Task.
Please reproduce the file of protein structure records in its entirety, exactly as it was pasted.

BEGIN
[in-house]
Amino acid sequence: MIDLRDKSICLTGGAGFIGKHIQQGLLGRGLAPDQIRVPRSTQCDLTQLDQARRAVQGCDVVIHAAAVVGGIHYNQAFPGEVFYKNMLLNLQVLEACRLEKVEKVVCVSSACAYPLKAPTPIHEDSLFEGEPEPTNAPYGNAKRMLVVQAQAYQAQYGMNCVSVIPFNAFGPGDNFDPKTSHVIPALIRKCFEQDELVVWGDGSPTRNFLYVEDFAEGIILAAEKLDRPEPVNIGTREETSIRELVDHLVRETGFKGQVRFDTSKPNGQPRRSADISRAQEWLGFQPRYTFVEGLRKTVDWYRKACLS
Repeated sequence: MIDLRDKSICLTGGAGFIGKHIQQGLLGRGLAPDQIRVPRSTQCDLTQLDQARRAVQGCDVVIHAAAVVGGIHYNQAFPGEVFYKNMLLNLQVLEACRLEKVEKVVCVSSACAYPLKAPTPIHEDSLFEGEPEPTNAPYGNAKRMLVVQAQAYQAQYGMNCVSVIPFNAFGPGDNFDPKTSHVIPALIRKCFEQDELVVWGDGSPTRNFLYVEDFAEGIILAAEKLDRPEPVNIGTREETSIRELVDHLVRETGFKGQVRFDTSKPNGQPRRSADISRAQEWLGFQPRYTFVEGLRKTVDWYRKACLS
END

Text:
[in-house]
Amino acid sequence: MIDLRDKSICLTGGAGFIGKHIQQGLLGRGLAPDQIRVPRSTQCDLTQLDQARRAVQGCDVVIHAAAVVGGIHYNQAFPGEVFYKNMLLNLQVLEACRLEKVEKVVCVSSACAYPLKAPTPIHEDSLFEGEPEPTNAPYGNAKRMLVVQAQAYQAQYGMNCVSVIPFNAFGPGDNFDPKTSHVIPALIRKCFEQDELVVWGDGSPTRNFLYVEDFAEGIILAAEKLDRPEPVNIGTREETSIRELVDHLVRETGFKGQVRFDTSKPNGQPRRSADISRAQEWLGFQPRYTFVEGLRKTVDWYRKACLS
Repeated sequence: MIDLRDKSICLTGGAGFIGKHIQQGLLGRGLAPDQIRVPRSTQCDLTQLDQARRAVQGCDVVIHAAAVVGGIHYNQAFPGEVFYKNMLLNLQVLEACRLEKVEKVVCVSSACAYPLKAPTPIHEDSLFEGEPEPTNAPYGNAKRMLVVQAQAYQAQYGMNCVSVIPFNAFGPGDNFDPKTSHVIPALIRKCFEQDELVVWGDGSPTRNFLYVEDFAEGIILAAEKLDRPEPVNIGTREETSIRELVDHLVRETGFKGQVRFDTSKPNGQPRRSADISRAQEWLGFQPRYTFVEGLRKTVDWYRKACLS